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Shore dive near Washington Island in Lake Michigan.
 
 
 

A Passion for Exploration

Steve Libert, president of Great Lakes Exploration Group, LLC., is on record as being “obsessed” with exploration. Libert has spent 28 years researching and studying the history of Le Griffon, the first European-owned vessel to sail the upper Great Lakes. He is driven by the prospect of finding a vital part of our country’s history.

History and legendary tales have inspired Libert’s imagination. His main drive is to unravel the truth of the events from the mysteries and legends that have come down to us. “I’m a researcher at heart, not a historian,” Libert admits.

It hasn’t been an easy ride for Libert. His determination is characteristic of what it takes to be an explorer, whether exploring a new frontier in the New World in 1679 or in the 21st century. In any event, both explorers would probably say that their stories are similar in many ways – much money is spent and many obstacles are encountered on the way to the most meaningful discoveries.

"Human progress depends on exploration and discovery,” says Libert. “And I think individual explorers still have an important role to play.”

About Le Griffon

Le Griffon (Griffin in English) was the first European vessel to sail the Upper Great Lakes - and the first of upwards of 8000 shipwrecks in those waters as well. Built by the legendary French explorer, Rene-Robert Cavalier, Sieur de La Salle, Le Griffon was an integral part of La Salle's supply line between Niagara and Illinois. Le Griffon was intended to support La Salle's expedition in search of the mouth of the Mississippi River.

September 18, 1679, was the return maiden voyage of Le Griffon. Le Griffon's mission was to transport men and supplies with which La Salle could build a second vessel and a fort to support continued exploration of the Mississippi River. The vessel carrying a captain, a crew of five, and a small cargo of furs, sailed out from present day Washington Harbor on Washington Island in northern Lake Michigan into the mists of history, never to be seen again. Until, that is, the summer of 2001 when Steve Libert, president of Great Lakes Exploration located what may be the ruins of a shipwreck.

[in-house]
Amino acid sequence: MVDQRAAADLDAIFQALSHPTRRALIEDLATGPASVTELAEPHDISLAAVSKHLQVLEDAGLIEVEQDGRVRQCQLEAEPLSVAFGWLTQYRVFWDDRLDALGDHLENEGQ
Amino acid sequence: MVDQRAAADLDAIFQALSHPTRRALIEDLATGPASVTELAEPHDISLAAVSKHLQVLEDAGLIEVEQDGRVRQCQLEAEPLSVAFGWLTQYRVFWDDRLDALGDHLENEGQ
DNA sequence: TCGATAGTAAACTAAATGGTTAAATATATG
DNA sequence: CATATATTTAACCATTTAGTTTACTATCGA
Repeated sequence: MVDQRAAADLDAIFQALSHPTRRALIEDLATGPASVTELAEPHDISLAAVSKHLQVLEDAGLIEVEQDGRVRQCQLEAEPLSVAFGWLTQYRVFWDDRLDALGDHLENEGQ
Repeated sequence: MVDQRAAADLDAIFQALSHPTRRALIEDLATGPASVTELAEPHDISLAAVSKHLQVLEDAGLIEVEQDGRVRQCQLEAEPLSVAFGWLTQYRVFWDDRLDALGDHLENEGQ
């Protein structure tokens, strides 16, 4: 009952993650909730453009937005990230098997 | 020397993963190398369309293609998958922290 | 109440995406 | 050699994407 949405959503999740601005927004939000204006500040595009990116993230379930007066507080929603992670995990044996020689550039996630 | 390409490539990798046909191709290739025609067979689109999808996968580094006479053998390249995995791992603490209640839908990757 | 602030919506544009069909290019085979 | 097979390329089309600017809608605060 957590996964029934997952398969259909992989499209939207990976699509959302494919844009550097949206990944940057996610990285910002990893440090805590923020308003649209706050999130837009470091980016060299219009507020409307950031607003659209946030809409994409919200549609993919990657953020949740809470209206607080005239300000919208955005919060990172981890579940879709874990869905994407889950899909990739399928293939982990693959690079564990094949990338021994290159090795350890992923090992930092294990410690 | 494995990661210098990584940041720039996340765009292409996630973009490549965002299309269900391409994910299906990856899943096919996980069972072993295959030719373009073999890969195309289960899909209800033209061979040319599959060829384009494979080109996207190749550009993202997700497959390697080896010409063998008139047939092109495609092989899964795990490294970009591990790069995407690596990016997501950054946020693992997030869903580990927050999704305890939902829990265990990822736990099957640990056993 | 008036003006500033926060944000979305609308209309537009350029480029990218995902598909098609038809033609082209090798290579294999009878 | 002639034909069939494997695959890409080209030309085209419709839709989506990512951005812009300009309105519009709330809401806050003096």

During a routine dive, Libert discovered something protruding from the murky lake floor. Subsequent inspection suggested that this might be the bowsprit of a ship... and a very old one. Libert, who has spent 28 years researching the history of Le Griffon, believes that he may have found the historic Griffon.

About Great Lakes Exploration Group

Libert believed he had happened on a promising find, possibly of historic proportions. He formed the Great Lakes Exploration Group with the vision and purpose of identifying, protecting and preserving this potentially rare piece of North American history.

Since the 2001 finding, Libert and the Great Lakes Exploration Group have worked steadily with professional archeologists and historians in conducting preliminary studies of the wreck in situ. Libert intends to take every possible step to maintain the finding's archaeological and historic importance.

With the announcement in July, 2010, of a unique partnership between the Great Lakes Exploration Group, the state of Michigan, and the Republic of France, the way has been cleared for a truly cooperative public/private venture that will protect the scientific and historical value of the shipwreck.

Expedition Outreach:

Great Lakes designed this web site to reach out to experts, academia, other explorers and the public at large. The web site will chronicle the ongoing expedition of the Great Lakes Exploration Group - not to confirm or claim that Le Griffon has been positively identified. We will use this site to inform the public and education institutions of existing research and test analysis. We want to give all interested parties an opportunity to stay informed and participate in the exploration.

 
 
 
Rene-Robert Cavelier, Sieur de La Salle: Explorer
 
 
Building Le Griffon (Hennepin, 1704)
 
 
 
Father Hennepin's Diary